Side Effects of LSD

The side effects of LSD are similar to other hallucinogens. LSD is active in specific serotonin receptors in the brain and body. Serotonin is a neurotransmitter that activates the sympathetic nervous system, which is responsible for your body’s “fight or flight” reaction.

By interfering with normal serotonin signaling, LSD produces a number of physical side effects including:

  • Increased blood pressure and heart rate
  • Elevated body temperature
  • Insomnia
  • Dizziness
  • Loss of appetite
  • Dry mouth
  • Excessive sweating
  • Tremors

In addition to the physical risks, there are potent effects of LSD on a person’s mental state, and it can produce traumatic emotional reactions in some individuals, sometimes referred to as a bad trip. Symptoms of a bad trip can feel overwhelming to the user and may include:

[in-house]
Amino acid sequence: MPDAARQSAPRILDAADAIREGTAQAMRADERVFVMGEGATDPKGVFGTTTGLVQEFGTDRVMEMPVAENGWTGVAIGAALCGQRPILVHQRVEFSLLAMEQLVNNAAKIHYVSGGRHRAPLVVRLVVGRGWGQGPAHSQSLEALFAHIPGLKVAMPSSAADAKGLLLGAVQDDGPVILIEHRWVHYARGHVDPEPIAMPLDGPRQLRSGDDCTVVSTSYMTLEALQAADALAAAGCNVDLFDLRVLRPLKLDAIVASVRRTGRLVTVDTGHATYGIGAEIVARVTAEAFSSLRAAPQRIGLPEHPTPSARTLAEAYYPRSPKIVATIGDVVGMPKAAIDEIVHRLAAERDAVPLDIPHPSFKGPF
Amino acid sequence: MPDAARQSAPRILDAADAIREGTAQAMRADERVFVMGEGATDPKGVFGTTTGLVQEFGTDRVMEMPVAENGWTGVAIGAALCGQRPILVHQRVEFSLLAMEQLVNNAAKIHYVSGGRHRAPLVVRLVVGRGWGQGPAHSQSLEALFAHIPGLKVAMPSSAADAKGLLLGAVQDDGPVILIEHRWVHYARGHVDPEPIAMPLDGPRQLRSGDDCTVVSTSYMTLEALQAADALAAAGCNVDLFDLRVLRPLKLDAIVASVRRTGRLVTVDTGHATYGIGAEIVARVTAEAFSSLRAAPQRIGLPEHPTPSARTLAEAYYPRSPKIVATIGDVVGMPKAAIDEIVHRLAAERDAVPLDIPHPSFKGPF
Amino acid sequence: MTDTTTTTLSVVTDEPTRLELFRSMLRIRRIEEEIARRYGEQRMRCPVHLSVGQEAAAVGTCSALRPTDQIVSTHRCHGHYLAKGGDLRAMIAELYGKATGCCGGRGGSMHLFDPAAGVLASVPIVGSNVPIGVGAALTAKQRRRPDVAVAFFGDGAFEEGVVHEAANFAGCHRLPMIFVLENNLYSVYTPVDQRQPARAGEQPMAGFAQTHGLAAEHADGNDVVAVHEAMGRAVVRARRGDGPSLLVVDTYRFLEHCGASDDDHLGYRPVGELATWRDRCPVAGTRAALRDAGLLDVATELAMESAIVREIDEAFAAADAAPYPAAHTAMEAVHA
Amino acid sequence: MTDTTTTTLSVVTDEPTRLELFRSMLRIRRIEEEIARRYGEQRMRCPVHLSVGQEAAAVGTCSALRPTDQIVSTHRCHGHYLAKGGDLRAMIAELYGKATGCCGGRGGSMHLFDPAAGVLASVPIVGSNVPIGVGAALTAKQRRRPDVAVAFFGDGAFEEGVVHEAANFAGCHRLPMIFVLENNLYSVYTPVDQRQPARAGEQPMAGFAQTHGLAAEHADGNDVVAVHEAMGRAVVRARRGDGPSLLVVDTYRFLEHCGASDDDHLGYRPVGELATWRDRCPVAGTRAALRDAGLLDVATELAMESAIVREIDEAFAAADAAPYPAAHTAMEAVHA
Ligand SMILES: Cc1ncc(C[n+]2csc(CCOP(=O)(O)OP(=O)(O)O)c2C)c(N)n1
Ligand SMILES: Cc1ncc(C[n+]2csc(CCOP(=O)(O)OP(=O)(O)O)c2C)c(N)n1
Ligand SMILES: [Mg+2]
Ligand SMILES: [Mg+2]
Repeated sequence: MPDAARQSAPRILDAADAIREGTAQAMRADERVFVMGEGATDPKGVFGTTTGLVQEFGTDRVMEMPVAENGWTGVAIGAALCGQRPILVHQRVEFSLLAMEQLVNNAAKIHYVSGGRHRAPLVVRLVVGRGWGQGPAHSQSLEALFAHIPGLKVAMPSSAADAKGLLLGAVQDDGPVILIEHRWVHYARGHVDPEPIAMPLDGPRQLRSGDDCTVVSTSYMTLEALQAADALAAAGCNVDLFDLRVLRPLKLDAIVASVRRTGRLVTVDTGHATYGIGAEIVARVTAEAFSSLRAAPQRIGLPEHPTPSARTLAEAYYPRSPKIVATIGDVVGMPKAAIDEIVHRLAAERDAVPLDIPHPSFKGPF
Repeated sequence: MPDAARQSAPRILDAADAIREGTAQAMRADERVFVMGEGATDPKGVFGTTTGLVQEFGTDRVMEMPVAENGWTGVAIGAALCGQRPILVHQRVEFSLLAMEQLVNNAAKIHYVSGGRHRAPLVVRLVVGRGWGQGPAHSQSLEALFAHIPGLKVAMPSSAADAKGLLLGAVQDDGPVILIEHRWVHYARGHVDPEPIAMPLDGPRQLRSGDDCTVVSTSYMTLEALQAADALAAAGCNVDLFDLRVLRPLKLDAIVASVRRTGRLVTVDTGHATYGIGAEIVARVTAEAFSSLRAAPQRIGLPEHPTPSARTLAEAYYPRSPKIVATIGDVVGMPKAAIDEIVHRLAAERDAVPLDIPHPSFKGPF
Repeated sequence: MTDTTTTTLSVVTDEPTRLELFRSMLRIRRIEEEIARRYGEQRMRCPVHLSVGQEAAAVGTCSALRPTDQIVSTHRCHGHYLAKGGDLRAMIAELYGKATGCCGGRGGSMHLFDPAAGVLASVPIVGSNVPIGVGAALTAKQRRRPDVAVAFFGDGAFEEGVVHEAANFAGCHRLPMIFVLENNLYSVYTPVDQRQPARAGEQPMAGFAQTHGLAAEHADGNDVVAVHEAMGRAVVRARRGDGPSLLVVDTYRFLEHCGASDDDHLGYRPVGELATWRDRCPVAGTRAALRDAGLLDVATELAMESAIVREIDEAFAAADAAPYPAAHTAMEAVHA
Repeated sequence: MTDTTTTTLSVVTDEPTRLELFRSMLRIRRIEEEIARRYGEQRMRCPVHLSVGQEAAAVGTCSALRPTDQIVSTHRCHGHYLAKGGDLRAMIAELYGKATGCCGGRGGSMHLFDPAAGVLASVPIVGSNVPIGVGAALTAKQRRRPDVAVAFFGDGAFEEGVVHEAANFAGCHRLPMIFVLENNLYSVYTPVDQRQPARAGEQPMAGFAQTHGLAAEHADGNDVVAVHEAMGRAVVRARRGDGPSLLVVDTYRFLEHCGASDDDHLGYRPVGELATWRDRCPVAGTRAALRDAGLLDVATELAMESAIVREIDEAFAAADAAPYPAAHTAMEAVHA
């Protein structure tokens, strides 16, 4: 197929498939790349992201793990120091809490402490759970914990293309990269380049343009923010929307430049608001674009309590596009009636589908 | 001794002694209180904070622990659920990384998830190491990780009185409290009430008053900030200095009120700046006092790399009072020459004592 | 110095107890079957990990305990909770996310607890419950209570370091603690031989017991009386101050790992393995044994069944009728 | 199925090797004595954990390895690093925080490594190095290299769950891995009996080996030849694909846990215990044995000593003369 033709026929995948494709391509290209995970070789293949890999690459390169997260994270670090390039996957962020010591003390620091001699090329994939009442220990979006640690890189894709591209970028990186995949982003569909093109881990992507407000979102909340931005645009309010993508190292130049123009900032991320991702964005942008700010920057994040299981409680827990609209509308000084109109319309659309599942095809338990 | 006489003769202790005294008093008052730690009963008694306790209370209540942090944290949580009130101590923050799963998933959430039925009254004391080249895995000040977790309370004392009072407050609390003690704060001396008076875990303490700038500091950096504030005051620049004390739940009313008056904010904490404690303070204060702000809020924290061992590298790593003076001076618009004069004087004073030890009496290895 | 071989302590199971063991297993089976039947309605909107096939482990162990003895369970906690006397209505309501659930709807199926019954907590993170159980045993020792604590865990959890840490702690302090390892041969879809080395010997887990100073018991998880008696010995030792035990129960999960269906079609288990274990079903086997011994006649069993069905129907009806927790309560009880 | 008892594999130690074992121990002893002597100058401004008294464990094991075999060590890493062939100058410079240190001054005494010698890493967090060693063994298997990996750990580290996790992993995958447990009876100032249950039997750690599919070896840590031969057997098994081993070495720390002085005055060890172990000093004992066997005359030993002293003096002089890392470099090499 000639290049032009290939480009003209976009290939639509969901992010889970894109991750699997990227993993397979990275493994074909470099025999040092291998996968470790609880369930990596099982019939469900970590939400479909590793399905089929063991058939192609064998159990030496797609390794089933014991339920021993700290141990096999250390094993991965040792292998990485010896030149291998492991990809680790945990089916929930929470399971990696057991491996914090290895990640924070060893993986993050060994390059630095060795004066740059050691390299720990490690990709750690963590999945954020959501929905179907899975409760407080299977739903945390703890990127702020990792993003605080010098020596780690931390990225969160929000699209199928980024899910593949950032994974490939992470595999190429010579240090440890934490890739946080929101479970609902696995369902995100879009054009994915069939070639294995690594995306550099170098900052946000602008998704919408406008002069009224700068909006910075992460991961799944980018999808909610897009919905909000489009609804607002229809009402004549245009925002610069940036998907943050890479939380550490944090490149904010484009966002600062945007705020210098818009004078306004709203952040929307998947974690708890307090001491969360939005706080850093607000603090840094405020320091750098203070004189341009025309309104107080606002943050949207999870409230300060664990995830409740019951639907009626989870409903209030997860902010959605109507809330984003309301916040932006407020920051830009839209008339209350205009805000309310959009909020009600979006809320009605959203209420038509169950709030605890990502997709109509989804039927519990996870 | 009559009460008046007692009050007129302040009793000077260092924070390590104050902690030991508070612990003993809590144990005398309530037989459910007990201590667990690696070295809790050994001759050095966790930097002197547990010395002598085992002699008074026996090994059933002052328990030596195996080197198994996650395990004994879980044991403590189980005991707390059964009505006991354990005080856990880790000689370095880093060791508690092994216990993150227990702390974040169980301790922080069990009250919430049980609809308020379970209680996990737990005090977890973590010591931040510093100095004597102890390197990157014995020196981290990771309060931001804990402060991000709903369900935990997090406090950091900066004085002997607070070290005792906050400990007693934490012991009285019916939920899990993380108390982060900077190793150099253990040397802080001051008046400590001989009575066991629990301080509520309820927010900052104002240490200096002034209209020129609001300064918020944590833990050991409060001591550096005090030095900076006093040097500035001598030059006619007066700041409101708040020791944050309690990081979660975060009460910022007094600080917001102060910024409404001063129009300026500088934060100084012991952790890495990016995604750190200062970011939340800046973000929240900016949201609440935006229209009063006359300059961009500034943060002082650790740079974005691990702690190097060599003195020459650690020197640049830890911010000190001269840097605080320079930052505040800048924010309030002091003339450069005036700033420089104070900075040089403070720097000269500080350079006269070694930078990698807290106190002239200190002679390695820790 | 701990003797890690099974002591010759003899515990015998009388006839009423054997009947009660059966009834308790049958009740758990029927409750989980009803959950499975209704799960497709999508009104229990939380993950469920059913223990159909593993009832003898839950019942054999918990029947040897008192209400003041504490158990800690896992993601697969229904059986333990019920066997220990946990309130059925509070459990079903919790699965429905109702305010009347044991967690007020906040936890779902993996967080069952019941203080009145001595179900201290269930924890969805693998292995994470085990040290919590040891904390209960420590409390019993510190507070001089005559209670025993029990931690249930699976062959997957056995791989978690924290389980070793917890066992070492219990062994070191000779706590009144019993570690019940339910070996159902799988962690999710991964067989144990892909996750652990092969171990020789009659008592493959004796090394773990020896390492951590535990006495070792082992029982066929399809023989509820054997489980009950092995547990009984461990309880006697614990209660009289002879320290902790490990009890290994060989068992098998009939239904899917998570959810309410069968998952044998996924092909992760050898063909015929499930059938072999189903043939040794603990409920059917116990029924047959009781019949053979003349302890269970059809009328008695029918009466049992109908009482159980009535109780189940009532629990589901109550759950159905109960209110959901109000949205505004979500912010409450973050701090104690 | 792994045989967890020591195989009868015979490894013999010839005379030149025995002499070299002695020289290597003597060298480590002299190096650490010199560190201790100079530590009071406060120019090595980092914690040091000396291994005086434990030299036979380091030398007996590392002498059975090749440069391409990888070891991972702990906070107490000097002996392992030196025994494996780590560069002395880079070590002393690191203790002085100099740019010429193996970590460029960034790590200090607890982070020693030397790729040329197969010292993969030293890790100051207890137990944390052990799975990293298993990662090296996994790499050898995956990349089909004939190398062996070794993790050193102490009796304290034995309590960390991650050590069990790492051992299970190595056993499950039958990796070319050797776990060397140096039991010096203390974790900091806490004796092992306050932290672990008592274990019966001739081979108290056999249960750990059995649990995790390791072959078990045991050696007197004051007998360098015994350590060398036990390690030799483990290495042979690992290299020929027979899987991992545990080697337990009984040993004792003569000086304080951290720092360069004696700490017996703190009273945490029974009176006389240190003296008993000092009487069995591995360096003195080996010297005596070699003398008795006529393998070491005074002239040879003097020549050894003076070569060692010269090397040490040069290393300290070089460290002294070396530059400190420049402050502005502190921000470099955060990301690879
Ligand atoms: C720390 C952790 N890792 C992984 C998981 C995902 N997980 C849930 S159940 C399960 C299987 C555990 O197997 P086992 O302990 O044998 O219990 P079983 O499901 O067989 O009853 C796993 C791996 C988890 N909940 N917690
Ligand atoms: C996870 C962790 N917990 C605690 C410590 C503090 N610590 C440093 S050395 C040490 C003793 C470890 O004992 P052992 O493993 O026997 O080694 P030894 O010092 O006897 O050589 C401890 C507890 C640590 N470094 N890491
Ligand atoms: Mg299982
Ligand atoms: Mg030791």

• Feeling of detachment from one’s mind and body
  • Aggressive or violent behaviors
  • Rapidly changing emotions
  • Losing grip on reality
  • Suicidal thoughts
  • Severe anxiety
  • Panic attacks
  • Paranoia

Taking LSD in an uncontrolled setting or taking a larger dose than expected increases the danger of having a bad trip. LSD abusers with a personal or family history of psychosis or other severe psychiatric disorders are also thought to be at higher risk of having a bad trip. Abusers having a bad trip can behave in unpredictable ways that present a danger to themselves and others.

Overdosing on LSD

Because LSD is an extremely potent drug, even small doses of the drug can produce noticeable effects. A typical dose of LSD ranges from 75 to 150 micrograms – about 3,000 times less than the amount of aspirin in a regular-strength tablet. The most significant danger of taking too much LSD is that it will trigger a bad trip.

Despite the psychological danger posed by LSD overdose, it has a low toxicity. In the few cases where people have accidentally ingested massive doses of LSD, the symptoms have included: